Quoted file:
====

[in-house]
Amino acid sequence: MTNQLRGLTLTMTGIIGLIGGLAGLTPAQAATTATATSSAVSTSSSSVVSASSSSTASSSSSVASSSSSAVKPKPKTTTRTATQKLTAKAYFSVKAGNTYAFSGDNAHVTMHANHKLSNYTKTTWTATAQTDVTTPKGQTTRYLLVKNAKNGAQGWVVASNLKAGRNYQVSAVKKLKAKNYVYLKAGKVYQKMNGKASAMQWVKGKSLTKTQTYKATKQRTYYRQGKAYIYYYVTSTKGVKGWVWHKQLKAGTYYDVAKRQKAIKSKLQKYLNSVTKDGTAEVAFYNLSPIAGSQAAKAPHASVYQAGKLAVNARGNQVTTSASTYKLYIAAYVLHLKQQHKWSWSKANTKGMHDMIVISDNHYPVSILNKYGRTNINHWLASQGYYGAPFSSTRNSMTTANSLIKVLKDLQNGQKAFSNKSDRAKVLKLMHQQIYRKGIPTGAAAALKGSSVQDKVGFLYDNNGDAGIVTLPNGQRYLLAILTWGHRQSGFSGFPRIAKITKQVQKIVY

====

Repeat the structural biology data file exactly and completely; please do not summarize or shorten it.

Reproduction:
[in-house]
Amino acid sequence: MTNQLRGLTLTMTGIIGLIGGLAGLTPAQAATTATATSSAVSTSSSSVVSASSSSTASSSSSVASSSSSAVKPKPKTTTRTATQKLTAKAYFSVKAGNTYAFSGDNAHVTMHANHKLSNYTKTTWTATAQTDVTTPKGQTTRYLLVKNAKNGAQGWVVASNLKAGRNYQVSAVKKLKAKNYVYLKAGKVYQKMNGKASAMQWVKGKSLTKTQTYKATKQRTYYRQGKAYIYYYVTSTKGVKGWVWHKQLKAGTYYDVAKRQKAIKSKLQKYLNSVTKDGTAEVAFYNLSPIAGSQAAKAPHASVYQAGKLAVNARGNQVTTSASTYKLYIAAYVLHLKQQHKWSWSKANTKGMHDMIVISDNHYPVSILNKYGRTNINHWLASQGYYGAPFSSTRNSMTTANSLIKVLKDLQNGQKAFSNKSDRAKVLKLMHQQIYRKGIPTGAAAALKGSSVQDKVGFLYDNNGDAGIVTLPNGQRYLLAILTWGHRQSGFSGFPRIAKITKQVQKIVY